The Role of Platelet-Endothelial Cell Adhesion Molecule-1 in Atheroma Formation Varies Depending on the Site-Specific Hemodynamic Environment
ABSTRACT OBJECTIVE: Polymorphisms in the platelet-endothelial cell adhesion molecule (PECAM-1)-1 gene are linked to increased risk of coronary artery disease. Because PECAM-1 has been demonstrated to form a mechanosensory complex that can modulate inflammatory responses in murine arterial endothelial cells, we hypothesized that PECAM-1 contributes to atherogenesis in a shear-dependent and site-specific manner.Approach and Results-ApoE(-/-) mice that were wild-type, heterozygous, or deficient in PECAM-1 were placed on a high-fat diet. Detailed analysis of the aorta at sites with differing hemodynamics revealed that PECAM-1-deficient mice had reduced disease in areas of disturbed flow, whereas plaque burden was increased in areas of steady, laminar flow. In concordance with these observations, bone marrow chimera experiments revealed that hematopoietic PECAM-1 resulted in accelerated atheroma formation in areas of laminar and disturbed flow, however endothelial PECAM-1 moderated disease progression in areas of high sheer stress. Moreover, using shear stress-modifying carotid cuffs, PECAM-1 was shown to promote macrophage recruitment into lesions developing in areas of low shear stress. CONCLUSIONS: PECAM-1 on bone marrow cells is proatherogenic irrespective of the hemodynamic environment, however endothelial cell PECAM-1 is antiatherogenic in high shear environments. Thus, targeting this pathway therapeutically would require a cell-type and context-specific strategy.
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ABSTRACT: Atherosclerosis may be triggered by an elevated net transport of lipid-carrying macromolecules from plasma into the arterial wall. We hypothesised that whether lesions are of the thin-cap fibroatheroma (TCFA) type or are less fatty and more fibrous depends on the degree of elevation of transport, with greater uptake leading to the former. We further hypothesised that the degree of elevation can depend on haemodynamic wall shear stress characteristics and nitric oxide synthesis. Placing a tapered cuff around the carotid artery of apolipoprotein E -/- mice modifies patterns of shear stress and eNOS expression, and triggers lesion development at the upstream and downstream cuff margins; upstream but not downstream lesions resemble the TCFA. We measured wall uptake of a macromolecular tracer in the carotid artery of C57bl/6 mice after cuff placement. Uptake was elevated in the regions that develop lesions in hyperlipidaemic mice and was significantly more elevated where plaques of the TCFA type develop. Computational simulations and effects of reversing the cuff orientation indicated a role for solid as well as fluid mechanical stresses. Inhibiting NO synthesis abolished the difference in uptake between the upstream and downstream sites. The data support the hypothesis that excessively elevated wall uptake of plasma macromolecules initiates the development of the TCFA, suggest that such uptake can result from solid and fluid mechanical stresses, and are consistent with a role for NO synthesis. Modification of wall transport properties might form the basis of novel methods for reducing plaque rupture.PLoS ONE 12/2014; 9(12):e115728. DOI:10.1371/journal.pone.0115728 · 3.53 Impact Factor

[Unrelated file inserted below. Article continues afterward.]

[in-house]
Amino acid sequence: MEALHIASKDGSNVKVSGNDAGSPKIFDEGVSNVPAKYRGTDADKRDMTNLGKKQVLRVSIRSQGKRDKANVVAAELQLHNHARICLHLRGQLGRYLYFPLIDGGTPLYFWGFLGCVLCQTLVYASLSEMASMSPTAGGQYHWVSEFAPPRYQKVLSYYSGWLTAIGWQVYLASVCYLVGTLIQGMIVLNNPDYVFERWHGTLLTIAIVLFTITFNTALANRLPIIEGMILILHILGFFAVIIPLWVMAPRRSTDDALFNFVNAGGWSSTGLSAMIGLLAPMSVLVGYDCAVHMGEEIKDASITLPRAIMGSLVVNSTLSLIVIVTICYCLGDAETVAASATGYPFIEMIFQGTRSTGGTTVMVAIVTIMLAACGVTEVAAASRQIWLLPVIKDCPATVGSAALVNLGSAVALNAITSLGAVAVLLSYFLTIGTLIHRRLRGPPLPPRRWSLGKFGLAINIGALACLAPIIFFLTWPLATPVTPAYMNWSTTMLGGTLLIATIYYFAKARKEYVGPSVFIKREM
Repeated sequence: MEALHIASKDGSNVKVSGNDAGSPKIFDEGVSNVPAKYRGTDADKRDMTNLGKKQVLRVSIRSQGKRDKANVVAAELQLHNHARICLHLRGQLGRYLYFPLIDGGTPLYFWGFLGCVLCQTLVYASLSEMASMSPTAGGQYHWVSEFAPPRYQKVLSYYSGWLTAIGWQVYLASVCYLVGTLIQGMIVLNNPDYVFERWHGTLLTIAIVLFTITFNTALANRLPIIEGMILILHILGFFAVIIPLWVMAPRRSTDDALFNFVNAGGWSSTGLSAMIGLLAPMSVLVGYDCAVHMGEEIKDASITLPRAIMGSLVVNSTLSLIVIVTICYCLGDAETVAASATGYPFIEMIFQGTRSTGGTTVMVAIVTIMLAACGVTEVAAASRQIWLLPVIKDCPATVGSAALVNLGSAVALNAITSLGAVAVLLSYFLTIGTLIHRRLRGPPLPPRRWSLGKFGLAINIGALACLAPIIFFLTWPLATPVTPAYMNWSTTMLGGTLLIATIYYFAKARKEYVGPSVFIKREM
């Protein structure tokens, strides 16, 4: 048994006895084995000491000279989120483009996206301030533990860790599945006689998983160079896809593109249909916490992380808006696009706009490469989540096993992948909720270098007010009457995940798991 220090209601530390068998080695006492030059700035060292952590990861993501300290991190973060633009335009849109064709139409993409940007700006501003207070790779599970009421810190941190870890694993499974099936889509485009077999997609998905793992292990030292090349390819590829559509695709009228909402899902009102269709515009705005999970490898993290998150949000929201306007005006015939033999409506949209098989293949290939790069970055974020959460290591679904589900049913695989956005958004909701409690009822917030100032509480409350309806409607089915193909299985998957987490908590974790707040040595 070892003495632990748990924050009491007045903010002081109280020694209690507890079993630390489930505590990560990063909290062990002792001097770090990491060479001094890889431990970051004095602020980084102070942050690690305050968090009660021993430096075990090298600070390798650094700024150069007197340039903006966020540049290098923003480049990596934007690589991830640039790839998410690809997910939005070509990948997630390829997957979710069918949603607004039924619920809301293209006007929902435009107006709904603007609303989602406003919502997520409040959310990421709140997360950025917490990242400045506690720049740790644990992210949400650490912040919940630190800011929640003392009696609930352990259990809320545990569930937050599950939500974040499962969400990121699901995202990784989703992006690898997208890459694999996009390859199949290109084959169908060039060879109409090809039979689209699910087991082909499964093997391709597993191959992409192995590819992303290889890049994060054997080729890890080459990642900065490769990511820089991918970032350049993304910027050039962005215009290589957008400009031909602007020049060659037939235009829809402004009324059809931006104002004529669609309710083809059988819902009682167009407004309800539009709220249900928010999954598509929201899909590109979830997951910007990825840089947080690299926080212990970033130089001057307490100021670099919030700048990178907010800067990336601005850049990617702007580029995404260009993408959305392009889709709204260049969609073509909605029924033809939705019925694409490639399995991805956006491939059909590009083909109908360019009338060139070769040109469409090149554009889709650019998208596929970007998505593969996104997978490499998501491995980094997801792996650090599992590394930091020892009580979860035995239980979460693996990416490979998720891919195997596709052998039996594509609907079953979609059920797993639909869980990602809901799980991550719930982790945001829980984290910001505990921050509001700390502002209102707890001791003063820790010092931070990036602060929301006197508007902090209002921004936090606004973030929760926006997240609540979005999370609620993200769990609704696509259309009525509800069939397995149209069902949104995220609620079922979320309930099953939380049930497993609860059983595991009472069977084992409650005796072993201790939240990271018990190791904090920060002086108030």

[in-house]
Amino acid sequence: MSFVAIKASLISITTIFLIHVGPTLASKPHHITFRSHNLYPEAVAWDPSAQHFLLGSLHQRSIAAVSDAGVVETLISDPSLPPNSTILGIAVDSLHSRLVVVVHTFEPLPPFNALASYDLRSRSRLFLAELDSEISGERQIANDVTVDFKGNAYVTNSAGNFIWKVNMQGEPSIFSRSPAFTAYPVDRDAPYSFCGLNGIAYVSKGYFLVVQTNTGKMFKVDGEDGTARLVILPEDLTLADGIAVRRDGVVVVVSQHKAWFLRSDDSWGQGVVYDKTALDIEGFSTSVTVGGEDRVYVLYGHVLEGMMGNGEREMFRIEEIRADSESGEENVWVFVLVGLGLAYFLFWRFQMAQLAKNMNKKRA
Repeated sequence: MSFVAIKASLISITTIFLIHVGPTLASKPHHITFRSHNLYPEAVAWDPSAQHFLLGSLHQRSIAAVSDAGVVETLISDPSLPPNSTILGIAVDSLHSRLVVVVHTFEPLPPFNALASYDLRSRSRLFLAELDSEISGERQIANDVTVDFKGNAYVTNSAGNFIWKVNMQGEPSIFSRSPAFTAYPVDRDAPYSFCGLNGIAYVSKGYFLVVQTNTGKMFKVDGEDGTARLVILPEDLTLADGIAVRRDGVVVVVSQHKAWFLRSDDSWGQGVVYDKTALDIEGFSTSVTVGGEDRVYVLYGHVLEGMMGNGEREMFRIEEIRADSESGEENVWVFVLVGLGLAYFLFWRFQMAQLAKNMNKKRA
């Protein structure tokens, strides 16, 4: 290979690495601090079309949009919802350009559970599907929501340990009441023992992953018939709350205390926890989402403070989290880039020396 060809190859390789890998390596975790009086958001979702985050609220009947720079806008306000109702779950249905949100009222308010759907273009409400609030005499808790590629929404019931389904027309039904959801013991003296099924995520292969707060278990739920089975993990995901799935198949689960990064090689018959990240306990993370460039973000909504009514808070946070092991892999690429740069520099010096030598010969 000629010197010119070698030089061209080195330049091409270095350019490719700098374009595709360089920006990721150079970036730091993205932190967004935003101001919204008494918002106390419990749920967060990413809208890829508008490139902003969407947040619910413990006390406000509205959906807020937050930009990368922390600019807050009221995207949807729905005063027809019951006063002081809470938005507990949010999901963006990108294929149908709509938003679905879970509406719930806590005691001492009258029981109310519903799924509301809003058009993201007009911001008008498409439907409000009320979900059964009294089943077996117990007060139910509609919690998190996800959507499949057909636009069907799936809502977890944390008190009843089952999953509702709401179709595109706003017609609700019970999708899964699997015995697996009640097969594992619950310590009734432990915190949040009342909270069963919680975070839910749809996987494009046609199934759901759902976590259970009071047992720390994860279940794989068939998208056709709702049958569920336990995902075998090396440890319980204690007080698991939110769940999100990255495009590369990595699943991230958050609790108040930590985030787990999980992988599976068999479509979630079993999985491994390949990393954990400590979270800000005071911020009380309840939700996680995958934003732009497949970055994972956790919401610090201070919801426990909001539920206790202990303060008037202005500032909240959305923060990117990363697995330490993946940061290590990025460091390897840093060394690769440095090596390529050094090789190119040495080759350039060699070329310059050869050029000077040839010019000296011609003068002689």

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ABSTRACT: Junctional adhesion molecule (JAM)-A expressed in endothelial, epithelial and blood cells can regulate permeability and leukocyte extravasation. Atherosclerosis develops at sites of disturbed flow in large arteries but the mechanisms guiding inflammatory cells into these predilection sites remain unknown. To characterize cell-specific functions of JAM-A in atherosclerosis, we employed apolipoprotein E-deficient mice with a somatic or endothelium-specific deficiency in JAM-A and bone marrow chimeras with JAM-A-deficient leukocytes. We show that impaired JAM-A expression in endothelial cells reduced mononuclear cell recruitment into the arterial wall and limited atherosclerotic lesion formation in hyperlipidemic mice. In contrast, JAM-A deficiency in bone marrow cells impeded monocyte de-adhesion, thereby increasing vascular permeability and lesion formation, whereas somatic JAM-A deletion revealed no significant effects. Regions with disturbed flow displayed a focal enrichment and luminal redistribution of endothelial JAM-A and were preferentially protected by its deficiency. The functional expression and redistribution of endothelial JAM-A was increased by oxidized low-density lipoprotein, but confined by athero¬protective laminar flow through an up-regulation of miR-145, which repressed JAM-A. Our data identify endothelial JAM-A as an important effector molecule integrating atherogenic conditions to direct inflammatory cell entry at predilection sites of atherosclerosis.Circulation 09/2013; 129(1). DOI:10.1161/CIRCULATIONAHA.113.004149 · 14.95 Impact Factor
- Biorheology 01/2013; 50(5):223-39. DOI:10.3233/BIR-130646 · 1.59 Impact Factor